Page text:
The week in review
- Trade balance widened to -$70.5 billion
- Construction spending decreased -0.10% m/m
The week ahead
- Retail sales
Thought of the week
The U.S. economy started 2023 strongly, with many analysts tracking positive real GDP growth for 1Q23. However, as we show in this week’s chart, since late March, the economic data have disappointed and are pointing toward waning momentum in the U.S. economy. As such, the Atlanta Fed’s GDPNow model is currently forecasting 1Q23 GDP growth of 1.5% (SAAR), down from its peak estimate of 3.5% in March.
Last week, the March ISM manufacturing and services PMIs provided a timely read on the outlook for growth. The headline manufacturing reading declined to 46.3, the lowest reading since May 2020, due to decreases in new orders, inventories and employment. Meanwhile, the headline services PMI decreased to 51.2 but remained above the key level of 50, with new orders, business activity and prices seeing notable declines. Switching to the labor market, according to the February JOLTS report, job openings fell 6% to 9.9 million but remain well above the pre-pandemic trend. Furthermore, while total nonfarm quits did increase 3.8% m/m, we have seen a general downward trend in quits since they peaked in late 2021. Meanwhile, Friday’s employment report echoed a similar message. The unemployment rate decreased to 3.5% in March, well below the long-term average of 6.2%. However, total nonfarm employment only grew by 236k, a notable deceleration from the prior month, and wage growth decelerated to 4.2% y/y.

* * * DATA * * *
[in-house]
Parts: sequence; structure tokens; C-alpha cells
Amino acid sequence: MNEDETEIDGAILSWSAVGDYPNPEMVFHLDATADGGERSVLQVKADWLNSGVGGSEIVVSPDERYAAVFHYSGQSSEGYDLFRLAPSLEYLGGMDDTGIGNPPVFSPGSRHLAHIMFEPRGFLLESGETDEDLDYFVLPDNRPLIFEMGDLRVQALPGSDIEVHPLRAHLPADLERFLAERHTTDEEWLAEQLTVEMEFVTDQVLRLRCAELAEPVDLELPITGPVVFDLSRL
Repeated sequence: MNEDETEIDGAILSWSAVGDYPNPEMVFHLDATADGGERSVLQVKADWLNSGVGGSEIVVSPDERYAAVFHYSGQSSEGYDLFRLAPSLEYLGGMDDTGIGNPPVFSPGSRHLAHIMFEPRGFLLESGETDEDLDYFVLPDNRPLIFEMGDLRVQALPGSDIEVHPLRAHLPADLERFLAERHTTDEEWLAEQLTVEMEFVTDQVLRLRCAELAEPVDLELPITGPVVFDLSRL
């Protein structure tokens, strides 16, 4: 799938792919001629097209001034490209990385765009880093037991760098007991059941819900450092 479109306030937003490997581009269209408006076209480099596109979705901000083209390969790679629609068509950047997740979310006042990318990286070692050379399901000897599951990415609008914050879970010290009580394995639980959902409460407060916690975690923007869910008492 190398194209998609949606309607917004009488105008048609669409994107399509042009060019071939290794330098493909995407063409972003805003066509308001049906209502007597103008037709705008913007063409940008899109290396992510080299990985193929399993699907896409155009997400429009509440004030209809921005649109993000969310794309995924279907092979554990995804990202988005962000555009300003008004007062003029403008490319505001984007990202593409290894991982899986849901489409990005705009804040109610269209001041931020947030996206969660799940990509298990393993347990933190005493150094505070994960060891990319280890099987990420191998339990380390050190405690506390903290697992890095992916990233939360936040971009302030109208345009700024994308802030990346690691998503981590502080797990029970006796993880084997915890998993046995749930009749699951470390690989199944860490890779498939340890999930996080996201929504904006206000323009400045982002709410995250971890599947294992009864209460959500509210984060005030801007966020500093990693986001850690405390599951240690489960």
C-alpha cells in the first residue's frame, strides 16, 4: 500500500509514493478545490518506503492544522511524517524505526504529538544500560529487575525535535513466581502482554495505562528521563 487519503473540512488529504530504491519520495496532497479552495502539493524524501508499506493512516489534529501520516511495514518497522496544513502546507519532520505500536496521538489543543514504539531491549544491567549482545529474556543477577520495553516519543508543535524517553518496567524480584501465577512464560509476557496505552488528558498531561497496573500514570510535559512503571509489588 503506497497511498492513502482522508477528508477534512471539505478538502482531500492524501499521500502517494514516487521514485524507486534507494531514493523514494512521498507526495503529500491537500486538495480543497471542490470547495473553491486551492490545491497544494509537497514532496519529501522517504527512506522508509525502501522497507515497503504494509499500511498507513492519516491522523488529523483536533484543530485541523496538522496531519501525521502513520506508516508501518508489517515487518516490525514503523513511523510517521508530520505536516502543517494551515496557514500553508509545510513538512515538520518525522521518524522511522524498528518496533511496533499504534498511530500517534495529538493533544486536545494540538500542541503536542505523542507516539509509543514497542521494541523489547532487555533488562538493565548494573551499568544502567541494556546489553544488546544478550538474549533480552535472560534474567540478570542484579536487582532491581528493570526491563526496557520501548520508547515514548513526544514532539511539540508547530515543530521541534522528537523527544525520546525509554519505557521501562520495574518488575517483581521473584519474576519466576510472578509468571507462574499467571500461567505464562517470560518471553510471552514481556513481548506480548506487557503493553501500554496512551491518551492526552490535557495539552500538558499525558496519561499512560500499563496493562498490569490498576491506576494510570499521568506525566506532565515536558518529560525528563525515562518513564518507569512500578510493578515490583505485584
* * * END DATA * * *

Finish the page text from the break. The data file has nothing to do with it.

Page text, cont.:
Looking ahead, the question will be whether the Fed interprets these data points as meaningful evidence of economic cooling as they fight to bring inflation back down to 2%. That determination will dictate the forward path of monetary policy, which at a minimum could stay tighter for longer than the market expects.